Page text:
I had read three other books on writing the week I read this title, so maybe I was burnt out. The book is just okay… I didn’t really learn anything and found the large list of examples to be too much. I ended up skipping most of them.

Don’t get me wrong, there is good information here; I’m sure I’ll be referring back to this book–I did make notes. There’s wisdom in the pages.

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Review: Girl With a Pearl Earring

Girl With a Pearl Earring
Girl With a Pearl Earring by Tracy Chevalier
My rating: 5 of 5 stars

I listened to this audio book years ago, and the feelings this story evoked have stuck with me all these years. I knew nothing about writing then…I was schlepping my way through life and the cover struck me, so I borrowed it from the library. I sat in my car long after my commute to hear more about Vermeer and Griet.

I may revisit this title one of these days and see if I have the same response.

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Review: Gone Girl

Gone Girl
Gone Girl by Gillian Flynn
My rating: 4 of 5 stars

I finally sat down and read this book (well, I listened to it over the course the week leading up to Christmas). Sharp Objects was so good, Dark Places drove me batty, but was utterly enjoyable. Gone Girl…I don’t know what to think.


Okay, you’ve been warned.

The first third of the book was an absolute bore, but it’s by design. I hated Nick, hated Amy. I hated everybody except the cat, really. They were all just so mundane that it’s comical. I kept asking myself why Reese Witherspoon was producing this movie because nobody was gonna want to watch the equivalent of a grocery trip.

Even after Amy disappears, the book feels completely predictable. Let me add that the book alternates from Nick’s POV and Amy’s diary. Flynn uses this type of storytelling in all her books — I’m not a huge fan of alternating POVs which seems to be popular in today’s fiction, but I digress. Amy’s diary is that of a good little wife who loves her husband so much that she abandons her High Society life in Manhattan to follow her husband to his hometown somewhere in Missouri to care for his dying mother. Amy is dutiful despite living well below her upbringing, even after she and Nick both had lost their journalism jobs in NYC.

Nick is likable enough. He’s a typical guy. Nothing special about him, at least to me, but Amy thinks he’s hung the moon.

After Amy goes missing on their fifth anniversary, Nick is still likable enough. He does what his in-laws advise, appearing on TV shows and making pleas for his wife’s safe return. Forgetting Amy has an anniversary tradition of a scavenger hunt, Nick is handed the first clue by a police officer which leads to another clue…and another. In the past, Nick was never any good at deciphering Amy’s cryptic notes about moments and locations in their relationship that seemed to mean everything to her while Nick might not have paid all that close attention.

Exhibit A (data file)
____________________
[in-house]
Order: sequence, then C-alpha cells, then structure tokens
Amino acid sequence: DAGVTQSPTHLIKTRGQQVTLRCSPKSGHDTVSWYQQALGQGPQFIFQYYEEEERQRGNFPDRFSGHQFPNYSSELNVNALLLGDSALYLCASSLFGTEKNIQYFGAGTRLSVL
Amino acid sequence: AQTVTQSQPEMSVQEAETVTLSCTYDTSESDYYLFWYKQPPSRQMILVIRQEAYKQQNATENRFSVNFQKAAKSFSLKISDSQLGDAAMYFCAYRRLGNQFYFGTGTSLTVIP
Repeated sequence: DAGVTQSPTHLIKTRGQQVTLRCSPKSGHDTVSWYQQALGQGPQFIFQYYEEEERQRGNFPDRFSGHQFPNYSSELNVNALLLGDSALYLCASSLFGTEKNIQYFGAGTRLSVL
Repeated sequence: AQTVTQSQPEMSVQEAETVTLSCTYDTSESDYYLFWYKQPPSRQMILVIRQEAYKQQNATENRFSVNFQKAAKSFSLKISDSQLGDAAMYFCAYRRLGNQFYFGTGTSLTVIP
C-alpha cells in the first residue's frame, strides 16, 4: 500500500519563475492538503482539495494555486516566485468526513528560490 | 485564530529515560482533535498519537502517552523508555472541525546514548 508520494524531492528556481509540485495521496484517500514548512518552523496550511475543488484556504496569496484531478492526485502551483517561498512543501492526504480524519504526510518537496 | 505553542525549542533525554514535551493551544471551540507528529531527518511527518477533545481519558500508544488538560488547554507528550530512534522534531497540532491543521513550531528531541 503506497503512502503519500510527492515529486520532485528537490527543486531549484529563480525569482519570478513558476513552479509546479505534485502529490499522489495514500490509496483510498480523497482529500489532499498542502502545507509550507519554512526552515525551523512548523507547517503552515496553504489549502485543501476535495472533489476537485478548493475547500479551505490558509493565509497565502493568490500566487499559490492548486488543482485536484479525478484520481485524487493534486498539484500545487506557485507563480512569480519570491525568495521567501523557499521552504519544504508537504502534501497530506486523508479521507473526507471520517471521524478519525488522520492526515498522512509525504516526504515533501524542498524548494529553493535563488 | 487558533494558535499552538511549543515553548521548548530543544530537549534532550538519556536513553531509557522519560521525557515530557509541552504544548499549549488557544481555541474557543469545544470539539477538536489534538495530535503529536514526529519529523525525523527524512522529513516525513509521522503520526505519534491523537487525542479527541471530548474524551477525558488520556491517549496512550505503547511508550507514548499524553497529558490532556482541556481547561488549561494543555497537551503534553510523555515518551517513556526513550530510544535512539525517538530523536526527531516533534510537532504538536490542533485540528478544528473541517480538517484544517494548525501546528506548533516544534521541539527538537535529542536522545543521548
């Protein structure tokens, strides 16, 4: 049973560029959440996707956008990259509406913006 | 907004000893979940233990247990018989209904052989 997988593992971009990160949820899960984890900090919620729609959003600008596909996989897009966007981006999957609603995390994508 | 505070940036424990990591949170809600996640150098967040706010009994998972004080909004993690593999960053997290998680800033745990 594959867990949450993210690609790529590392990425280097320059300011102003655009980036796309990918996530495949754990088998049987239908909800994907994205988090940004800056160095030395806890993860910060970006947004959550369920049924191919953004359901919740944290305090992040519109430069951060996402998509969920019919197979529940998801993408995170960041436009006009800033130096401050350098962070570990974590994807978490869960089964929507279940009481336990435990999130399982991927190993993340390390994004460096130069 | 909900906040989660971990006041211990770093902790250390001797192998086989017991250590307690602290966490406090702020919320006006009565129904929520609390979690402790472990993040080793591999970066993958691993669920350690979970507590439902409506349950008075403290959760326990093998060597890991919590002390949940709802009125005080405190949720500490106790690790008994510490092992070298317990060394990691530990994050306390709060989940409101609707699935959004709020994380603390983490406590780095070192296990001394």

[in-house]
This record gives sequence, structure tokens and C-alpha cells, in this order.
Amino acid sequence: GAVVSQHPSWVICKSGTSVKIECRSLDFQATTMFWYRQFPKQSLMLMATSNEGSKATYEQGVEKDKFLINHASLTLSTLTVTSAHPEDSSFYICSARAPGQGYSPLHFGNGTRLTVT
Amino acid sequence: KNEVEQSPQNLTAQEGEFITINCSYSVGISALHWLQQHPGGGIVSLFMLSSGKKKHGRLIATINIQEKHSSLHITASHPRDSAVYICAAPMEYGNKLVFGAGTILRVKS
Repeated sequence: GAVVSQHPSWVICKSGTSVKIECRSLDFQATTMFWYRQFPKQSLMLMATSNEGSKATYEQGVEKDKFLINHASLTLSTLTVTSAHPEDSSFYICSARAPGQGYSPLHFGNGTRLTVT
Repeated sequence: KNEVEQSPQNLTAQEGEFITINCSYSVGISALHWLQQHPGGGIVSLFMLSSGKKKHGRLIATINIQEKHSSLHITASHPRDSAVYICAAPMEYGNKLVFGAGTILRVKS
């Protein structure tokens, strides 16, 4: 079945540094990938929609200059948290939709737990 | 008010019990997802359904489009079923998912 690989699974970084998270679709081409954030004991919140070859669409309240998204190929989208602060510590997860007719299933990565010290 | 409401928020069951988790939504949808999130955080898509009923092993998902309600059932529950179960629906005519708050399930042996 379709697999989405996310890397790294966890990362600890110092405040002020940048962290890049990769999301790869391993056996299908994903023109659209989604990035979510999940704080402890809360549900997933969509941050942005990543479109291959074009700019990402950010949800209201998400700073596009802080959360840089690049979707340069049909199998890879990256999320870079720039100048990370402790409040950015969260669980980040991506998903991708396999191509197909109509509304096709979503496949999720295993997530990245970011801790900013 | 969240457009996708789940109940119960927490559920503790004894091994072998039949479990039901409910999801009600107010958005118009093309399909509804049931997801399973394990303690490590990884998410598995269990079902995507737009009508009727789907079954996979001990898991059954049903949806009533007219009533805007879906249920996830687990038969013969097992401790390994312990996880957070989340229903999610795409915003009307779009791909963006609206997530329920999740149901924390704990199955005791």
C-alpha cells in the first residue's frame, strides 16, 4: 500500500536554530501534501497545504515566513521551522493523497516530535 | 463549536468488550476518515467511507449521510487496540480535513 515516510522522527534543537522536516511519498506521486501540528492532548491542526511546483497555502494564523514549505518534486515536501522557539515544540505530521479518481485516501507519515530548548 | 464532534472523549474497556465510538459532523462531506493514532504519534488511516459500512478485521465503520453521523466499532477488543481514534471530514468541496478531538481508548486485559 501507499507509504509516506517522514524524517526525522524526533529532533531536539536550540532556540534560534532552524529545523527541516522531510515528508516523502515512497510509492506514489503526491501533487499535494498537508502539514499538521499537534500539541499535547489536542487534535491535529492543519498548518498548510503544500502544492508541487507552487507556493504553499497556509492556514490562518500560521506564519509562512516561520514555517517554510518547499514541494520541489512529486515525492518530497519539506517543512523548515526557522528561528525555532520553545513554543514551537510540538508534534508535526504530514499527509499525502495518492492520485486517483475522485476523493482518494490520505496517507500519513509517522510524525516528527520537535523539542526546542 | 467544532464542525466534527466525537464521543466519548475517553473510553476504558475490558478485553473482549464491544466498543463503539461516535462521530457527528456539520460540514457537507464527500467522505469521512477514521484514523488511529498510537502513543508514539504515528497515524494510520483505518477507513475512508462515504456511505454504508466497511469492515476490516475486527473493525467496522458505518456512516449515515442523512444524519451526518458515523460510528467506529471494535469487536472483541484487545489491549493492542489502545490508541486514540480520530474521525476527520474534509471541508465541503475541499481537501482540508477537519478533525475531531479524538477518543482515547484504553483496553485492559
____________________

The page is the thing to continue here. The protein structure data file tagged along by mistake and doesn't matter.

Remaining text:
Things get interesting with the introduction of Nick’s twin sister, Go. I started to suspect she may have had something to do with Amy’s disappearance because of jealousy or something. All the while Nick is still so friggin’ likable, and not really all that worried about where his wife is. I can’t really say that I suspected him right off, but at this point I was not pleased with the book because it felt so formulaic. Things really get interesting when Andie shows up. Nick’s been boning one of his community college students–now he’s not so likable. Yay!

During all this, the dull drivel of a lonesome, but perfect, housewife keeps showing up in the form of Amy’s diary. That part was kind of confusing now that I look back on the whole book because the actual diary was not found until the third act, so what we’re reading is really Amy as she’s writing her diary entries; however, they don’t line up with the timeline of Nick telling his story. Okay, I’ve just confused myself.

Moving on…

Nick kinda-sorta befriends one of the cops investigating his wife’s disappearance. At least she doesn’t outright suspect and detest him like her partner.

So, at this point, I’m suspecting Nick because he’s taken the last of his wife’s trust fund and opened a bar, has been having an affair with a co-ed, and Amy’s life insurance policy was just bumped up. Amy’s belongings are turning up along the trail of her scavenger hunt, but not as part of the romantic clues. Whodunit? Lance Nicholas Dunne, that’s who.

But where’s the body?

After a Nancy Grace-esque TV show, Nick is painted as the villain, and we hear from Amy again. This time it’s really Amy — and Amy’s a bitch.

I won’t give much details about what happens next, but Nick figures out that he’s being set up once the cops show up with a stack of credit card bills that total hundreds of thousands of dollars. When faced with this damning evidence, he still acts unaffected for the most part, but finally wises up and gets himself a lawyer. A slick, big city lawyer who specializes in domestic cases.

After finding a couple more of Amy’s anniversary clues, Nick pieces together that Amy is setting him up because she’s somehow learned of his affair with Andie. He confesses this to his sister and his lawyer, and they formulate a plan to reveal this to the police and the press.